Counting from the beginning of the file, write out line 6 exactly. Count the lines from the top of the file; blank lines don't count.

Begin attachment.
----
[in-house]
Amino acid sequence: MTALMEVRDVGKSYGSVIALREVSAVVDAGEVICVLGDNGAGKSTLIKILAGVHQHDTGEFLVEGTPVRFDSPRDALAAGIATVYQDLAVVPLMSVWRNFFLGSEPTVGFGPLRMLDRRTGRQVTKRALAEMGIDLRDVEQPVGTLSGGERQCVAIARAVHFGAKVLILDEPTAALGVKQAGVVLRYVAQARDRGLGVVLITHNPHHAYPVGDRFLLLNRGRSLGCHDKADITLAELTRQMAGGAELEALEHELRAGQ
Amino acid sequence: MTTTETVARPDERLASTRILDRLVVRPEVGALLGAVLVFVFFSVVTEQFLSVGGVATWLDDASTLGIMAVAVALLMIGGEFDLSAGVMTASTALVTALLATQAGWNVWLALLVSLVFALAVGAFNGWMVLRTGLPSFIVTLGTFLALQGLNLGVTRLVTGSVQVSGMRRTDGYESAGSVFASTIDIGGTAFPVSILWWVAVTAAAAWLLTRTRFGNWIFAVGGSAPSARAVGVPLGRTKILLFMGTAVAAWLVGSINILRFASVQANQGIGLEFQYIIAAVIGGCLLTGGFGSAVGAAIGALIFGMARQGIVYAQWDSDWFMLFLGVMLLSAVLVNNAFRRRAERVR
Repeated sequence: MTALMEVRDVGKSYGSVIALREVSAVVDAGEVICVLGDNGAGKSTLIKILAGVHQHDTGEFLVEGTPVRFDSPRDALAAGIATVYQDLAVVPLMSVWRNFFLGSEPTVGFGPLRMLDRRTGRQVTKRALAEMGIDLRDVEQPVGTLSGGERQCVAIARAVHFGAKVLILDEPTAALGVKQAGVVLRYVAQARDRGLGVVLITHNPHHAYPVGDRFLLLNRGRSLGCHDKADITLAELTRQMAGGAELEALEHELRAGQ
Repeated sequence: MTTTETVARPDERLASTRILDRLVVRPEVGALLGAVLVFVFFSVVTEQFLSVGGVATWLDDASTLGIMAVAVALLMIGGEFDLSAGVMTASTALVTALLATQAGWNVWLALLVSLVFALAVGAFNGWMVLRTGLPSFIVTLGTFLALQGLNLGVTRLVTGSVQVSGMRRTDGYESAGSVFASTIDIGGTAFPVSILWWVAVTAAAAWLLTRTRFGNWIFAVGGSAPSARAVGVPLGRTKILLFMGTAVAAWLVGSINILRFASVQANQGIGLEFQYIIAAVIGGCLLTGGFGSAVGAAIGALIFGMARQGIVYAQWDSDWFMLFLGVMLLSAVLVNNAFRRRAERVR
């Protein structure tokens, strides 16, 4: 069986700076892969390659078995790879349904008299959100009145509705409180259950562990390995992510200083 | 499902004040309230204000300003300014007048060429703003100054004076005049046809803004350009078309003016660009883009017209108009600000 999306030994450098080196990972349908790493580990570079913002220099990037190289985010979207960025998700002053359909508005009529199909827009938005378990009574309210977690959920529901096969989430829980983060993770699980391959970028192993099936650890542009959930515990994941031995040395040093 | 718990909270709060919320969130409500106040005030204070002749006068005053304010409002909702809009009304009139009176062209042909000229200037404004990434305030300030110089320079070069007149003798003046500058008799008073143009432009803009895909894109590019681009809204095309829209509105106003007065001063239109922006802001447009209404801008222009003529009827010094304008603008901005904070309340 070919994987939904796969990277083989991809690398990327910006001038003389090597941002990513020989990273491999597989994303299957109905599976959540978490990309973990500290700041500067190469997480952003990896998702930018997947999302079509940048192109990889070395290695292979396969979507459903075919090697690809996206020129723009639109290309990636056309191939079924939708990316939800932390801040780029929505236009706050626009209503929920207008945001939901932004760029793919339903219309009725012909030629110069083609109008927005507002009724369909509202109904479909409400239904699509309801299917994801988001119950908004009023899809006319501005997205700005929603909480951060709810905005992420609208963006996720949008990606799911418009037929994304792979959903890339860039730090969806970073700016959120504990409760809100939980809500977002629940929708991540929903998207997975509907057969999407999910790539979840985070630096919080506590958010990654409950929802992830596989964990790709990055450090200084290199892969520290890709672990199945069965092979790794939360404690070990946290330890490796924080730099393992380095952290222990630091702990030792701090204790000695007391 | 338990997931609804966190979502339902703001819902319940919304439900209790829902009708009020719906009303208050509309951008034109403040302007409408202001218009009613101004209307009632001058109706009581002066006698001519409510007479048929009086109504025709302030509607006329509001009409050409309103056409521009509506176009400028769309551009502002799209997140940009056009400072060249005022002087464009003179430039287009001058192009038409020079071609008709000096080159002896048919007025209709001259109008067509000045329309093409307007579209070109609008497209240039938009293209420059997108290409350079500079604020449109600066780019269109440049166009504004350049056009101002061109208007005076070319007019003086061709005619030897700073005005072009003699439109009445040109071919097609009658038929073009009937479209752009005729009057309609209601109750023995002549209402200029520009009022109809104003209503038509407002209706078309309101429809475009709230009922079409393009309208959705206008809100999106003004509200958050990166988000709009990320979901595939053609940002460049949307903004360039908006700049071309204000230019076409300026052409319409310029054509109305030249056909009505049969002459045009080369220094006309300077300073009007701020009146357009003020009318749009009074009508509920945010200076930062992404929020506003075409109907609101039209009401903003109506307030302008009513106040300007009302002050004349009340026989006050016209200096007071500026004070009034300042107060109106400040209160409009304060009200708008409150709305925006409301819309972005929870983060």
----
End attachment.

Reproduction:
């Protein structure tokens, strides 16, 4: 069986700076892969390659078995790879349904008299959100009145509705409180259950562990390995992510200083 | 499902004040309230204000300003300014007048060429703003100054004076005049046809803004350009078309003016660009883009017209108009600000 999306030994450098080196990972349908790493580990570079913002220099990037190289985010979207960025998700002053359909508005009529199909827009938005378990009574309210977690959920529901096969989430829980983060993770699980391959970028192993099936650890542009959930515990994941031995040395040093 | 718990909270709060919320969130409500106040005030204070002749006068005053304010409002909702809009009304009139009176062209042909000229200037404004990434305030300030110089320079070069007149003798003046500058008799008073143009432009803009895909894109590019681009809204095309829209509105106003007065001063239109922006802001447009209404801008222009003529009827010094304008603008901005904070309340 070919994987939904796969990277083989991809690398990327910006001038003389090597941002990513020989990273491999597989994303299957109905599976959540978490990309973990500290700041500067190469997480952003990896998702930018997947999302079509940048192109990889070395290695292979396969979507459903075919090697690809996206020129723009639109290309990636056309191939079924939708990316939800932390801040780029929505236009706050626009209503929920207008945001939901932004760029793919339903219309009725012909030629110069083609109008927005507002009724369909509202109904479909409400239904699509309801299917994801988001119950908004009023899809006319501005997205700005929603909480951060709810905005992420609208963006996720949008990606799911418009037929994304792979959903890339860039730090969806970073700016959120504990409760809100939980809500977002629940929708991540929903998207997975509907057969999407999910790539979840985070630096919080506590958010990654409950929802992830596989964990790709990055450090200084290199892969520290890709672990199945069965092979790794939360404690070990946290330890490796924080730099393992380095952290222990630091702990030792701090204790000695007391 | 338990997931609804966190979502339902703001819902319940919304439900209790829902009708009020719906009303208050509309951008034109403040302007409408202001218009009613101004209307009632001058109706009581002066006698001519409510007479048929009086109504025709302030509607006329509001009409050409309103056409521009509506176009400028769309551009502002799209997140940009056009400072060249005022002087464009003179430039287009001058192009038409020079071609008709000096080159002896048919007025209709001259109008067509000045329309093409307007579209070109609008497209240039938009293209420059997108290409350079500079604020449109600066780019269109440049166009504004350049056009101002061109208007005076070319007019003086061709005619030897700073005005072009003699439109009445040109071919097609009658038929073009009937479209752009005729009057309609209601109750023995002549209402200029520009009022109809104003209503038509407002209706078309309101429809475009709230009922079409393009309208959705206008809100999106003004509200958050990166988000709009990320979901595939053609940002460049949307903004360039908006700049071309204000230019076409300026052409319409310029054509109305030249056909009505049969002459045009080369220094006309300077300073009007701020009146357009003020009318749009009074009508509920945010200076930062992404929020506003075409109907609101039209009401903003109506307030302008009513106040300007009302002050004349009340026989006050016209200096007071500026004070009034300042107060109106400040209160409009304060009200708008409150709305925006409301819309972005929870983060």